How To Auto Tune Vocals - Pitch Correction
Having perfect pitched vocals has become the norm. Thanks to all the amazing pitch correction tools available to the engineers. In this lesson, you will learn step-by-step how you can pitch correct vocal takes in your music.
Different Types Of Pitch Correction
There are two different types of pitch correction that one can do to a vocal take:
- Dynamic Pitch Correction:—Automatic pitch correction is done in real-time.
- Static Pitch Correction: – Robust and more accurate way of correcting pitch, in which an engineer manually corrects the vocal pitch and other parameters.
Dynamic Vocal Pitch Correction
Dynamic pitch correction is done in real-time using different plugins like Autotune artist, Waves Real-time etc. To use dynamic plugins, you feed the plugin with the scale and key that you are working in, and the plugin automatically corrects the pitch of the vocals in real-time.
These plugins process the audio in real-time without static input. The Result from these plugins can be pleasing if there is not much pitch correction and alteration that needs to be done. If your vocal takes are way out of tune, using just dynamic processing will make the vocals sound robotic and not real.
Static Vocal Pitch Correction
Static vocal pitch correction is a more robust and detailed way of correcting vocal pitch. Static Vocal Pitch correction can be done using plugins like autotune pro, Celemoney Melodyne etc. In static vocal pitch correction, an engineer manually corrects the pitch and other parameters of vocal take as per the need and taste. Even though this process is time taking, the result is more human, realistic and pleasing to the ear.
How To Pitch Correct Vocals — Step-By-Step
Vocals can be pitch-corrected using different pitch correction plugins like Melodyne, Auto-Tune, Logic Pro-Flex Pitch etc.
Step 1 – Start With Comping
Before you even get to use any pitch correction tool. The first thing to make sure is that the vocal takes are at their best. Nothing beats good tracking. All cannot be fixed in post.
Comping is a technique used while tracking vocals. In comping, several takes are recorded for the same vocals. This allows you to edit and use the best take in later stages. There are two ways in which comping is done.
The first is to record numerous takes for the complete vocal performance as a whole. This requires more concentration and seasoned vocalists. Once the takes are recorded, the best parts are selected and used in the final take.
The second technique is to divide the vocal into different sections and then record different takes of each section. This is more widely used as this allows the performer to concentrate on just a particular section and give his/her best. This method is also a lot easier to edit, arrange and combine. A good practice is to have at least three takes of each section. Most engineers tend to stick with 8 takes of each section.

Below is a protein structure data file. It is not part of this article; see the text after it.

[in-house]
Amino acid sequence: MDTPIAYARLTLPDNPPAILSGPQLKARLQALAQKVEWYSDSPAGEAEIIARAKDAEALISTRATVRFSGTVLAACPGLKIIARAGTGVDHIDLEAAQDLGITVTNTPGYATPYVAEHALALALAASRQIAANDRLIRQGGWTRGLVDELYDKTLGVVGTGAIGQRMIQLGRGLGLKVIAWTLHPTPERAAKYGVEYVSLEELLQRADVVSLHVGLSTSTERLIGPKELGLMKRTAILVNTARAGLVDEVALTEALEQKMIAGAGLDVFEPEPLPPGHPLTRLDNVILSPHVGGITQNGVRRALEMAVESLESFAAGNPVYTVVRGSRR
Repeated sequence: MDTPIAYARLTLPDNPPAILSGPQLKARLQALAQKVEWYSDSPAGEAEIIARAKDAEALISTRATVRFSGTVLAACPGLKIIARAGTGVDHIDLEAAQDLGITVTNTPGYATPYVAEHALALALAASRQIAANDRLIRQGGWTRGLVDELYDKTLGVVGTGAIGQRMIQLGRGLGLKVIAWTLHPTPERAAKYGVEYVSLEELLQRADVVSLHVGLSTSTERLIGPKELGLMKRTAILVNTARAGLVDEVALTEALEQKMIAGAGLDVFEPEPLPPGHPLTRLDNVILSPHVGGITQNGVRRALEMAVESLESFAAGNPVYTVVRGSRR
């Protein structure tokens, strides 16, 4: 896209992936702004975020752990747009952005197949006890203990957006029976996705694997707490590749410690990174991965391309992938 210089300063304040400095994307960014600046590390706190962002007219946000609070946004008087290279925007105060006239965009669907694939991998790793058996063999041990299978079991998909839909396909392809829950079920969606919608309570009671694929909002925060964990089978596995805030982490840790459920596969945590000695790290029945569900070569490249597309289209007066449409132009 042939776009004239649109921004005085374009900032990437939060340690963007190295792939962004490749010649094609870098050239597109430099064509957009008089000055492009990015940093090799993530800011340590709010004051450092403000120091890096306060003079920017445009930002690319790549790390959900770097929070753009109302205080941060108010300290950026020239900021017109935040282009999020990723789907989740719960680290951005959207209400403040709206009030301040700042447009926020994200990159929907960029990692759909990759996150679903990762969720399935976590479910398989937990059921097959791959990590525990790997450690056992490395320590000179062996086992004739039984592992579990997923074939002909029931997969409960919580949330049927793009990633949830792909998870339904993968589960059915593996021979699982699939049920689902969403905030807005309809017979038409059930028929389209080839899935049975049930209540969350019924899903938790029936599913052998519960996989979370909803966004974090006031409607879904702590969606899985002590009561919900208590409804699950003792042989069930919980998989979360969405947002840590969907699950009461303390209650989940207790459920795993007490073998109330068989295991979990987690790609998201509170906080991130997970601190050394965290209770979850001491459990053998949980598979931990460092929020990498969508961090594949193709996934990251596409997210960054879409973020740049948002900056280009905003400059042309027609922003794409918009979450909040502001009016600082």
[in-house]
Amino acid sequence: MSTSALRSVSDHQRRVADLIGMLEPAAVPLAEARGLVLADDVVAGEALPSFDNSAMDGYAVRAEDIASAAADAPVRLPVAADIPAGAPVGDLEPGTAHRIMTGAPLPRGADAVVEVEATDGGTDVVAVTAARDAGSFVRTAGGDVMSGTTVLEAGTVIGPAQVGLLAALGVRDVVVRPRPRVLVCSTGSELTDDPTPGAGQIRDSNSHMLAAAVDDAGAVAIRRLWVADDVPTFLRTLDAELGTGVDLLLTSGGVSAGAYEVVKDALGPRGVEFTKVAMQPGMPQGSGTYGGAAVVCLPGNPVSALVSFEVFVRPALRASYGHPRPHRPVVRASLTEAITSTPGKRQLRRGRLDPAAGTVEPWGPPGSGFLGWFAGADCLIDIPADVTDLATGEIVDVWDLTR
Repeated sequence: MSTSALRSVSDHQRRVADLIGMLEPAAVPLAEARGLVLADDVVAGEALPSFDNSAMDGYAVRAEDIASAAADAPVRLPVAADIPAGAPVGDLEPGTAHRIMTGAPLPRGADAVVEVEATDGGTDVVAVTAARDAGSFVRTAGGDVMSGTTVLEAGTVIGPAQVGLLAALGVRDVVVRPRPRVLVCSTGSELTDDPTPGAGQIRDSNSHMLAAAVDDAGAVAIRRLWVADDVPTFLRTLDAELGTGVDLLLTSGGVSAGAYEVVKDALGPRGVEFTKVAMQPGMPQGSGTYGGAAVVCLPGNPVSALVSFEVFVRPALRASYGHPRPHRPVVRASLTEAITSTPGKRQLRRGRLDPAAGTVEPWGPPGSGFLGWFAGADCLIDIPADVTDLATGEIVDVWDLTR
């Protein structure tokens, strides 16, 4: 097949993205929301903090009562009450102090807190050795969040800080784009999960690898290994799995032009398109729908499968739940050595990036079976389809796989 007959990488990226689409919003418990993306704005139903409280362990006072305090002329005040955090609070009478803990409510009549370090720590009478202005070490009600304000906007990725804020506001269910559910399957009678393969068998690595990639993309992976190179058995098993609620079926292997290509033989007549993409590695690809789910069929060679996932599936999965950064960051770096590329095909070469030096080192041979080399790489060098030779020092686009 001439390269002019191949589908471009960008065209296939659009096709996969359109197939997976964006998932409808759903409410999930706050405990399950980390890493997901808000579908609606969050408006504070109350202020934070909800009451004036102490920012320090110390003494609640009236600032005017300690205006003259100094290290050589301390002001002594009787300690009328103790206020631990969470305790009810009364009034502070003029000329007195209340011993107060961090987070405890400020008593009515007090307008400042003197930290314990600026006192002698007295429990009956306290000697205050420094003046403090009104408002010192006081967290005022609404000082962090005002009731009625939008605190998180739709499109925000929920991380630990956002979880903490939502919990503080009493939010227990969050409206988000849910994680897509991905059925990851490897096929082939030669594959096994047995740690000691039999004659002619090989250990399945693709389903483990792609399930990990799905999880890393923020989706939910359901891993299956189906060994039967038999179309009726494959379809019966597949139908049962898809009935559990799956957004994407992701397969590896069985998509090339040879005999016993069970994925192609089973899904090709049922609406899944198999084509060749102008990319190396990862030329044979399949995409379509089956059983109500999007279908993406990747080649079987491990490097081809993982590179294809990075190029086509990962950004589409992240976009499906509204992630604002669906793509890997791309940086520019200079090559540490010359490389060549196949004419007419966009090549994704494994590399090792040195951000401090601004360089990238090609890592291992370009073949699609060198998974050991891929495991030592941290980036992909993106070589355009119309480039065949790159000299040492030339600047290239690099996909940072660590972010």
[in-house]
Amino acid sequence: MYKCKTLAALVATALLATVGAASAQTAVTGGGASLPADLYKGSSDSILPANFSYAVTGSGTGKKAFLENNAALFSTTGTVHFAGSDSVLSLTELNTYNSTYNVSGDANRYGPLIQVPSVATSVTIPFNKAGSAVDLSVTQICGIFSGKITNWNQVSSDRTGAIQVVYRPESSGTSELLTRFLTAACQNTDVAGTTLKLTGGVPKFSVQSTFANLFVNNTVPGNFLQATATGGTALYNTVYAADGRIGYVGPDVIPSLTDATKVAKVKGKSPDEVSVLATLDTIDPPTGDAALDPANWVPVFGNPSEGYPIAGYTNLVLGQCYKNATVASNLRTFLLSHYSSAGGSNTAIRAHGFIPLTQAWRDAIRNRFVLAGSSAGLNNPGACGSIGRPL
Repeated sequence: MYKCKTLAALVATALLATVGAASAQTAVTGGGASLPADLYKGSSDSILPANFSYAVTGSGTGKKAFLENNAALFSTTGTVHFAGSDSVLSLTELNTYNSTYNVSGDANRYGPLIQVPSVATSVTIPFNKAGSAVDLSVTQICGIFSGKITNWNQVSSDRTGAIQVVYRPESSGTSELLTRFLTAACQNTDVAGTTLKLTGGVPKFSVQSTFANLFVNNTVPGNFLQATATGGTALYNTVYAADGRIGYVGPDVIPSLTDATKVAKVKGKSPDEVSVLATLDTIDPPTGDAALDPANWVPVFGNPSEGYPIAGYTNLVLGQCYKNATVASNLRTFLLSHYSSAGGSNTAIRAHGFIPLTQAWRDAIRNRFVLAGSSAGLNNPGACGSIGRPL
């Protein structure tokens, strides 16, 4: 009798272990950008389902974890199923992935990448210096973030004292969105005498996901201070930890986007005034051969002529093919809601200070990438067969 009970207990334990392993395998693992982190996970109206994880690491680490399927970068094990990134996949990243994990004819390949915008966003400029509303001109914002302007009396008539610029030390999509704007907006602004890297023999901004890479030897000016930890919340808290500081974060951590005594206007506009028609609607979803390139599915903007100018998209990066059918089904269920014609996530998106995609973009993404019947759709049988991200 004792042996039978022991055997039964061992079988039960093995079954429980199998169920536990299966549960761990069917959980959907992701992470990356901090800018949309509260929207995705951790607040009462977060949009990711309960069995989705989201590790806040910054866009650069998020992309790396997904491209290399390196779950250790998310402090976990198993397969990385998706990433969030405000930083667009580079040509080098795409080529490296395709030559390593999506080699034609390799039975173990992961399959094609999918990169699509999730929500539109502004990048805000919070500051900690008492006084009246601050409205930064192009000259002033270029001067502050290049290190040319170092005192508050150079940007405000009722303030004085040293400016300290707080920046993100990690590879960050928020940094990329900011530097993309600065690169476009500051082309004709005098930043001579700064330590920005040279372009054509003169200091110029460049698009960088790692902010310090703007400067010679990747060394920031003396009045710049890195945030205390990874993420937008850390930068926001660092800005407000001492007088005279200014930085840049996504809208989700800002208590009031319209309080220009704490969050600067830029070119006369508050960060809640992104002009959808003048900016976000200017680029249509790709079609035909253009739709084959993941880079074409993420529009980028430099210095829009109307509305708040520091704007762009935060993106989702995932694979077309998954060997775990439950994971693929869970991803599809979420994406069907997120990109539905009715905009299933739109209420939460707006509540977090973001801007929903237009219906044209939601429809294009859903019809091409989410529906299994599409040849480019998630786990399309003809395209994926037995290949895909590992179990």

Step 2 – Clean Up The Vocals
Once you have a final vocal part comped and arranged, it is always better to subtractive EQ and De-Ess the vocals before adding any pitch correction. This ensures that there is the least unwanted noise, distortion or sibilance when tuning the vocals. Some engineers also like to compress before vocal tuning, but that is completely a matter of choice.
Step 3 - Tune The Vocals
Once you have a vocal recorded and cleaned, it is time to tune the vocals. I am going to use Celemony Melodyne to pitch correct the vocals using the static pitch correction technique. Here I am doing static pitch correction. I will do the correction as per the vocals and songs demand. Check out the video to learn how to pitch correct vocals using Celemony Melodyne.
Transferring the Audio Into Melodyne
If you are using a DAW which is ARA compatible(DAWS like Studio One and Logic Pro) then you can select the vocal clip that you wish to edit and press CTRL+M on Windows or CMD+M on Mac. This will transfer and open the selected clip in Melodyne.
If you are using a DAW without ARA(Pro Tools or Ableton) then you need to add Melodyne into the vocal signal chain as a plugin. Next, transfer the audio into Melodyne using the transfer button.
Please check out whether your DAW is ARA compatible on the Melodyne website.
Altering Vocals In Melodyne Using Different Editing Tools
Now is the time to alter and correct the vocals. Before you begin, make sure you have the algorithm set to automatic or as desired in Melodyne.
Next, you need to understand the different parameters of Melodyne and alter them accordingly.
Blobs – Main waveforms of vocals that are split up and assigned to different note values according to their pitch. The position of the blob, relative to the centre of the note, determines the pitch of that note. Double-clicking a sharp or flat blob re-centres it to the correct note pitch. Clicking and dragging the blob up and down varies its pitch.